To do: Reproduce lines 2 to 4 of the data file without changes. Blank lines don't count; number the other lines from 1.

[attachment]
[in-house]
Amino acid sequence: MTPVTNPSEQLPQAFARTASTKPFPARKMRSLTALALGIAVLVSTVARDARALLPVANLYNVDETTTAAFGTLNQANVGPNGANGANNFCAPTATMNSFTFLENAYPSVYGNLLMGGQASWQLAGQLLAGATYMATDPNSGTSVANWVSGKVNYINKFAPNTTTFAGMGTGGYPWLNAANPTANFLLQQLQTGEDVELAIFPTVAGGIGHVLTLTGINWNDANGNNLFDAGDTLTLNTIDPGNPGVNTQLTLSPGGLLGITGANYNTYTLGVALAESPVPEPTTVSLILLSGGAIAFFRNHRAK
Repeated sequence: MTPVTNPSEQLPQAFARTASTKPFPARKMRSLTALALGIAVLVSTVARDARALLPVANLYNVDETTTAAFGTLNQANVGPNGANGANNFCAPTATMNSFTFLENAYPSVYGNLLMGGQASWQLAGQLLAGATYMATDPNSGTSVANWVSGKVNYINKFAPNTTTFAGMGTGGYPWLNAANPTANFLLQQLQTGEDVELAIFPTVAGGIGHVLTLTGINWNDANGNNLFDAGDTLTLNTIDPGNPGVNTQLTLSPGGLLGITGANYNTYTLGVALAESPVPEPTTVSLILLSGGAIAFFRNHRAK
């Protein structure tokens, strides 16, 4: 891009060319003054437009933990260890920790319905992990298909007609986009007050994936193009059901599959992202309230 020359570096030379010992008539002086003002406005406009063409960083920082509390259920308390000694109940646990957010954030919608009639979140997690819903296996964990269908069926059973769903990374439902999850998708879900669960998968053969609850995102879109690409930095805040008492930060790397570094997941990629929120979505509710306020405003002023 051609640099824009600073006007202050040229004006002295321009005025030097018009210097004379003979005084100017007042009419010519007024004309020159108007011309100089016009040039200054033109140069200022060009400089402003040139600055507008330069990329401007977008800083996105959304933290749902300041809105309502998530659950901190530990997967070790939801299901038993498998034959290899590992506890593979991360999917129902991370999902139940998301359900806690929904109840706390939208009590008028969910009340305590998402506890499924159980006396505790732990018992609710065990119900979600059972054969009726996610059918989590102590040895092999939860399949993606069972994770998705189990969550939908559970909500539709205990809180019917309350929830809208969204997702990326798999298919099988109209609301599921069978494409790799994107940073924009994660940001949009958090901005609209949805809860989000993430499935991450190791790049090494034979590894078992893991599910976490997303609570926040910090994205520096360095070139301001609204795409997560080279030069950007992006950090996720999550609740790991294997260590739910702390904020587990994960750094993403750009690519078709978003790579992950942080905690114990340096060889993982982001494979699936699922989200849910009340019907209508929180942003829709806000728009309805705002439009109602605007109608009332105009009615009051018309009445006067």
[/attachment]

Amino acid sequence: MTPVTNPSEQLPQAFARTASTKPFPARKMRSLTALALGIAVLVSTVARDARALLPVANLYNVDETTTAAFGTLNQANVGPNGANGANNFCAPTATMNSFTFLENAYPSVYGNLLMGGQASWQLAGQLLAGATYMATDPNSGTSVANWVSGKVNYINKFAPNTTTFAGMGTGGYPWLNAANPTANFLLQQLQTGEDVELAIFPTVAGGIGHVLTLTGINWNDANGNNLFDAGDTLTLNTIDPGNPGVNTQLTLSPGGLLGITGANYNTYTLGVALAESPVPEPTTVSLILLSGGAIAFFRNHRAK
Repeated sequence: MTPVTNPSEQLPQAFARTASTKPFPARKMRSLTALALGIAVLVSTVARDARALLPVANLYNVDETTTAAFGTLNQANVGPNGANGANNFCAPTATMNSFTFLENAYPSVYGNLLMGGQASWQLAGQLLAGATYMATDPNSGTSVANWVSGKVNYINKFAPNTTTFAGMGTGGYPWLNAANPTANFLLQQLQTGEDVELAIFPTVAGGIGHVLTLTGINWNDANGNNLFDAGDTLTLNTIDPGNPGVNTQLTLSPGGLLGITGANYNTYTLGVALAESPVPEPTTVSLILLSGGAIAFFRNHRAK
């Protein structure tokens, strides 16, 4: 891009060319003054437009933990260890920790319905992990298909007609986009007050994936193009059901599959992202309230 020359570096030379010992008539002086003002406005406009063409960083920082509390259920308390000694109940646990957010954030919608009639979140997690819903296996964990269908069926059973769903990374439902999850998708879900669960998968053969609850995102879109690409930095805040008492930060790397570094997941990629929120979505509710306020405003002023 051609640099824009600073006007202050040229004006002295321009005025030097018009210097004379003979005084100017007042009419010519007024004309020159108007011309100089016009040039200054033109140069200022060009400089402003040139600055507008330069990329401007977008800083996105959304933290749902300041809105309502998530659950901190530990997967070790939801299901038993498998034959290899590992506890593979991360999917129902991370999902139940998301359900806690929904109840706390939208009590008028969910009340305590998402506890499924159980006396505790732990018992609710065990119900979600059972054969009726996610059918989590102590040895092999939860399949993606069972994770998705189990969550939908559970909500539709205990809180019917309350929830809208969204997702990326798999298919099988109209609301599921069978494409790799994107940073924009994660940001949009958090901005609209949805809860989000993430499935991450190791790049090494034979590894078992893991599910976490997303609570926040910090994205520096360095070139301001609204795409997560080279030069950007992006950090996720999550609740790991294997260590739910702390904020587990994960750094993403750009690519078709978003790579992950942080905690114990340096060889993982982001494979699936699922989200849910009340019907209508929180942003829709806000728009309805705002439009109602605007109608009332105009009615009051018309009445006067």